Review: Post-grad panic personified in ‘The African Desperate’

Anxiety, memes and art school cliches coalesce in Martine Syms’ hazy directorial debut. The film played as part of New Directors/New Films 2022 at Film at Lincoln Center.

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“The African Desperate” (2022) is an American film directed by Martine Syms. (Image courtesy of Natalie James)

Isabella Armus, Deputy Arts Editor

Graduation is absurd. Although it’s regarded as a fundamental rite of growth and transition, the ceremony — or, rather, the awkward procedure — is never quite as climactic as it should be. Visual artist and film director Martine Syms is certain of this, as is her debut feature, “The African Desperate,” which follows a chaotic day in the life of a Master of Fine Arts student as she meanders the desolate fields of her liberal arts campus and the cloying future that’s ahead of her. 

We meet our heroine, Palace (Diamond Stingily), during her final sculptural thesis meeting, sitting in a folding chair and sipping a Dixie cup full of celebratory orange wine. The panel of faculty members ask ill-advised questions about her career plans, to which Palace, with pursed lips and practiced skepticism replies: “Uh, I don’t know.” Palace’s dry delivery frames her as a reliably honest narrator and amplifies the chafing feeling of something coming to a close. She’s a character that can both roll her eyes at a tenured professor for “just being racist bro” and cry and smoke a joint as soon as they leave the room. 

This defensive vulnerability steadily guides both Palace and the viewer through the remainder of the winding narrative, the premise being that Palace needs to wake up early in order to catch a train to Chicago to move back in with her ailing mother. However, her friends are determined to make her attend the “biggest bash of the year” — an event that makes Palace recoil even though she’s already agreed to DJ. he film dives into Palace’s life over the next 90 minutes as we watch Palace neglect her laundry, fumble around her bowl-cut sporting crush, and inhale a mise-en-place of assorted drugs, which includes mushroom-laced essential oils and a dime bag full of ketamine.

“The African Desperate” doesn’t rely on the effects of narcotics to drive the madness forward though. Instead, the film chooses to point out the inherent incongruencies of spaces that Palace already occupies. Throughout the narrative, it feels that each character is performing a monologue for an empty audience. Girls in knit two-pieces swing out of administrative offices, beanie-clad stoners mumble about their upcoming installations, and even some of Palace’s closest confidants seem to talk in algorithmically planned fragments that are equal parts esoteric slang and earnest naivete. These alien-like sequences are also contrasted with dazzling visual renditions of the digital world. For example, whenever Palace hops on a FaceTime call with her friend, the frame is suddenly colored by bubbly pastels as an angelic chorus plays in the background.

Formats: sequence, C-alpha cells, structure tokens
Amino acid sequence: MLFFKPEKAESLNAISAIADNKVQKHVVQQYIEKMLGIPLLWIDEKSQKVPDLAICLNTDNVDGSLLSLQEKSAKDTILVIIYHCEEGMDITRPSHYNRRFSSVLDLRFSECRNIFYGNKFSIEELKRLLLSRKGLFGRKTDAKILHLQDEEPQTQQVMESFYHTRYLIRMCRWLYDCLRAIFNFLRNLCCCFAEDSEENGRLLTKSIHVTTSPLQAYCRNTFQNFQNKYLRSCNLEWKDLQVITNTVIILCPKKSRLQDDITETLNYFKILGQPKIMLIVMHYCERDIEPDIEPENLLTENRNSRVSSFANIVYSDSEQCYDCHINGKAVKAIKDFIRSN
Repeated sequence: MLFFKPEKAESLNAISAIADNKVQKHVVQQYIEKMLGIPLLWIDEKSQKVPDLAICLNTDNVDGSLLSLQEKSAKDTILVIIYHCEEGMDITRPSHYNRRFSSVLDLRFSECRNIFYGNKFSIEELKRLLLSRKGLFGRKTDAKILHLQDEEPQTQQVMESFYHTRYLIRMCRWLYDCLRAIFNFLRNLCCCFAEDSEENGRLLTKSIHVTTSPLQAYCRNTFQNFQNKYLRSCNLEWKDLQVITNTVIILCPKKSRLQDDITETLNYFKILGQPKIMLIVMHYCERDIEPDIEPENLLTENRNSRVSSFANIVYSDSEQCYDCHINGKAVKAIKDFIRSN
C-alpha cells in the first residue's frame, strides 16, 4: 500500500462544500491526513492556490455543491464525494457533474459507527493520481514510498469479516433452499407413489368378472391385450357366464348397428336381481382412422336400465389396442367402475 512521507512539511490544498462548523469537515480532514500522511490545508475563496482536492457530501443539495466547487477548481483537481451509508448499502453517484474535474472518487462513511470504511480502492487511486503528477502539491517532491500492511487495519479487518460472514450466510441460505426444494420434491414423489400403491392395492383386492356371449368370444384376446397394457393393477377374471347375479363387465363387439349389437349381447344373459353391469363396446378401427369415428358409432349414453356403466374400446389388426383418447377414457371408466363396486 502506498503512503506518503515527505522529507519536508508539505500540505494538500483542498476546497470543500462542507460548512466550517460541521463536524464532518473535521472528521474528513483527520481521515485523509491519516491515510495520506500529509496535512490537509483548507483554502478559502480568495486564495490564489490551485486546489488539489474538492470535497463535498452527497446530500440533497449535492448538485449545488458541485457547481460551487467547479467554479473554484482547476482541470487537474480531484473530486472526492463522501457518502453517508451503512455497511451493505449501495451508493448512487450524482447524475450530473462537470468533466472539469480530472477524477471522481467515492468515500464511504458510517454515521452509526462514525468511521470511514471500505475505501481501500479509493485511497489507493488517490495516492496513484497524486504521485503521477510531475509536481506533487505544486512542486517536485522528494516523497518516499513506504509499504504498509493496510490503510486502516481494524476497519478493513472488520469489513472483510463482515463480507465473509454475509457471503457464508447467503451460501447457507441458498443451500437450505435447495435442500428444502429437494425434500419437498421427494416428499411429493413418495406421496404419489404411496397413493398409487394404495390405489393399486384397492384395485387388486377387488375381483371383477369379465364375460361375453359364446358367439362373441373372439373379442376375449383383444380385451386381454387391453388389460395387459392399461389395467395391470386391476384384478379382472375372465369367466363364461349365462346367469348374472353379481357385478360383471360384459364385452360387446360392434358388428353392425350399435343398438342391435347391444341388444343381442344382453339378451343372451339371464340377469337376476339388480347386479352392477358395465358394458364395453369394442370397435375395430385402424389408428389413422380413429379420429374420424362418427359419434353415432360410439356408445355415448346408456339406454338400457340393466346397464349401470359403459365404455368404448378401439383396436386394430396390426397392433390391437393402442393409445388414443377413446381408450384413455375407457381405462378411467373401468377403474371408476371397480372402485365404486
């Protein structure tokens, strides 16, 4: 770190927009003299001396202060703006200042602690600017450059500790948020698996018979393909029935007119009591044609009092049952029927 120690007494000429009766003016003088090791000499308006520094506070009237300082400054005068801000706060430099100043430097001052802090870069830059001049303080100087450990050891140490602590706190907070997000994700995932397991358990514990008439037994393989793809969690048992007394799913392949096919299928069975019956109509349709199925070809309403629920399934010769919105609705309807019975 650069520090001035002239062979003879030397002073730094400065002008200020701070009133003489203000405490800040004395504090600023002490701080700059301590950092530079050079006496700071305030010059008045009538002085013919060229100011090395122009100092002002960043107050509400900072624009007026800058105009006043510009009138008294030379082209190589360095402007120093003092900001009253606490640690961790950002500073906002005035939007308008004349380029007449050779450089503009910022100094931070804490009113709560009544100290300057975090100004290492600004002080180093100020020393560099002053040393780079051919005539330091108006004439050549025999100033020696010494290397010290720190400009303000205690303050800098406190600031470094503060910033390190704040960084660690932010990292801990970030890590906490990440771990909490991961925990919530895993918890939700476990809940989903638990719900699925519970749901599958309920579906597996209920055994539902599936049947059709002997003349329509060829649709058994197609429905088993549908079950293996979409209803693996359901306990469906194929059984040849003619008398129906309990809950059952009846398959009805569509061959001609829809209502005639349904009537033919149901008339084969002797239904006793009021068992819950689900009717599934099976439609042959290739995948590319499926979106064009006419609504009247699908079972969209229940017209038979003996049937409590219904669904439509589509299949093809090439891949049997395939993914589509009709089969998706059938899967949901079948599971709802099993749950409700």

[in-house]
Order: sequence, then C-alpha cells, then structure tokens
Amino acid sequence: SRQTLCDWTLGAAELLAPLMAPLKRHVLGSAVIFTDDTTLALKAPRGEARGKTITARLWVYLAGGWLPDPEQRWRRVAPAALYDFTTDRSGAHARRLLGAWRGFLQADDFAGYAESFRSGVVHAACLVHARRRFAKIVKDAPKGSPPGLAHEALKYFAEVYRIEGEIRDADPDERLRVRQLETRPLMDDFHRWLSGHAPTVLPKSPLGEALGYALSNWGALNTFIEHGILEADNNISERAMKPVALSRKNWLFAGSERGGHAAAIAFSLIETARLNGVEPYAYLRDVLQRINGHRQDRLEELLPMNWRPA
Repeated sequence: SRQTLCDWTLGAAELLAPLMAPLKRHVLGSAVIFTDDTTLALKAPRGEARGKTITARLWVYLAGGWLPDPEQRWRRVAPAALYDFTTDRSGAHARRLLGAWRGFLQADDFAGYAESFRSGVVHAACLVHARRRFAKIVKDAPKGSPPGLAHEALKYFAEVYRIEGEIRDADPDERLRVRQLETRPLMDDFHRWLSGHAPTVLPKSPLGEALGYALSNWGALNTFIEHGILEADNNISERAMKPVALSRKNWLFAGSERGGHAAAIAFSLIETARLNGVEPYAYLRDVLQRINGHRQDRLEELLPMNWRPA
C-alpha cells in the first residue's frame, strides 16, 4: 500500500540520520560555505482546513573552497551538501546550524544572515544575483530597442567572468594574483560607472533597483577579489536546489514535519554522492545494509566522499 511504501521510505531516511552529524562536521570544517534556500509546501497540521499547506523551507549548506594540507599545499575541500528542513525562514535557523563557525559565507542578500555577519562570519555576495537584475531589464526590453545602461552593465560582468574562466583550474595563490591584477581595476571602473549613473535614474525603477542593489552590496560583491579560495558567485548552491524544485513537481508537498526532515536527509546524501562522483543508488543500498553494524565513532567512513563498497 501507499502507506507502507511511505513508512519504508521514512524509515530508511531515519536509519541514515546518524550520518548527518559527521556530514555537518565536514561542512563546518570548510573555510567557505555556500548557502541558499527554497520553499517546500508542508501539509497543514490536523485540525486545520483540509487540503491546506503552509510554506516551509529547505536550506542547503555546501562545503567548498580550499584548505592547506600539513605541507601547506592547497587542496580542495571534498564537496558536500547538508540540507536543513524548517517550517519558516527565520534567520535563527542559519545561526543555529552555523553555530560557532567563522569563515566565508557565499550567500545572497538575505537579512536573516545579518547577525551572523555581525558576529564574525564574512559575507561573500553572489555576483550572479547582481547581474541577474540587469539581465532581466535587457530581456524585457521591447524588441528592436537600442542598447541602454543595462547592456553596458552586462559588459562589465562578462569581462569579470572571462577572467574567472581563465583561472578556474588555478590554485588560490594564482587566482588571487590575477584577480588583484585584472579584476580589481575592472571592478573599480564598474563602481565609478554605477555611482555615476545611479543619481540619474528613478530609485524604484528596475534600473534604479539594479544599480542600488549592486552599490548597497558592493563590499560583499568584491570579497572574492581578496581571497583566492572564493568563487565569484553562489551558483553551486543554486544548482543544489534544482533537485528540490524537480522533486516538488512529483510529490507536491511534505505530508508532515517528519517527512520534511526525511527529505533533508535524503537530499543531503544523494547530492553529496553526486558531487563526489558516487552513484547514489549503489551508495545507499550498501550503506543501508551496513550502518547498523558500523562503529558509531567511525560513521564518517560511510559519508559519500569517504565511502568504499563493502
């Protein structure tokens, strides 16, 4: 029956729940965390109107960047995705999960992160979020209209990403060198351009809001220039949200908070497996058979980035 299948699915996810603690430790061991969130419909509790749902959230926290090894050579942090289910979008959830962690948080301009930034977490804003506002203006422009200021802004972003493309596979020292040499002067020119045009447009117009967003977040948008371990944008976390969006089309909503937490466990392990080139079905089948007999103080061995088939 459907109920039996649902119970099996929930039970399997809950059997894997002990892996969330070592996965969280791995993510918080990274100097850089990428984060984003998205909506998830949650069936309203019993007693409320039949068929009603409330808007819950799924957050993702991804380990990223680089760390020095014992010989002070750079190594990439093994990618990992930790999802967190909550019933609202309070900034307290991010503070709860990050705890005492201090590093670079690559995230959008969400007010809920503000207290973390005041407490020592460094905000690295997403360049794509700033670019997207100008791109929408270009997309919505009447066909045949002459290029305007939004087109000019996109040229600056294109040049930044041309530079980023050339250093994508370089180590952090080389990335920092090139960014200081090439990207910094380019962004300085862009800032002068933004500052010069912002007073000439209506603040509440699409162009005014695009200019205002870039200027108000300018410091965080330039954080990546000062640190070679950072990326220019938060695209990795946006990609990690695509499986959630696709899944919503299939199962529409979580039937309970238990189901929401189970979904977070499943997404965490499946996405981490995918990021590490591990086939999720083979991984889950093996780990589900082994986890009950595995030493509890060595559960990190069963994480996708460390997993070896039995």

Other key examples are when Palace mimes a makeup tutorial out loud to herself in the mirror whilst getting ready for her function, or the jarring tiny memes that flash in the upper hand corner of a frame when a character makes a comment that isn’t quite worth Palace’s deadpan interference. Though wryly comedic and fairly off-putting, the “The African Desperate” finds its own version of profundity in the distant familiarity of these moments. 

In these sequences, the film is pointing out how digital performance has become a much more comfortable crutch than our physical realms. By curating our lives to match the constructed images and trends that permeate social media, we can escape the bleaker realities that surround us. In Palace’s case, she can temporarily ignore the imminent unknown of continuing an artistic career that she’s grown to disdain — but Syms makes it feel as if this effect can wreak its havoc in any context. 

It’s this disillusionment that makes the majority of the film resonate, but the effect also results in a sluggish pacing during the last third of the runtime. The central party is inevitably a flop, with promises of grand debauchery instead manifesting in an empty warehouse with drunk undergraduates leering in the corner. 

Though emblematic of the disappointment that Palace is steeped in, the film also starts to feel like a gathering where you’ve overstayed your welcome. The art school cliches become grating as each sequence piles atop one another, particularly during a bizarre midnight meditation session. As Palace comes down from her high, so does the viewer, leaving the plot to deteriorate into a drunken stumble to get home or, at least, somewhere safe for the night. 

However, it would be incorrect to assert that this aspect of the story negates any aspect of Stingly’s ingenious performance. She truly acts as the sardonic crux of this arthouse whirlwind. Her layered delivery at once grips the viewer with unnerving comedic timing along with her sublime sensitivity and cathartic bursts of frustration. She keeps you at arm’s length in order to show you the microfibers that lie beneath Palace’s laissez-faire attitude, imbuing the film’s irreverency with a much-needed dose of empathetic humanity. 

Ultimately, “The African Desperate” is a film that finds a version of solace within an estranged apocalypse. It nails the terrifying freefall of graduation without leaning into the romantic or overly sentimental. Instead, the film sees protagonists like Palace as much more monumental than traditional landmarks of achievement. It’s concerned with what contexts inspire, anger and create someone like her, which are themes that extend beyond Palace’s chaotic 24 hours — and even the film in itself. As Palace remarks while lazing by a campus pond, “There are some things bigger than art.”

Contact Isabella Armus at [email protected]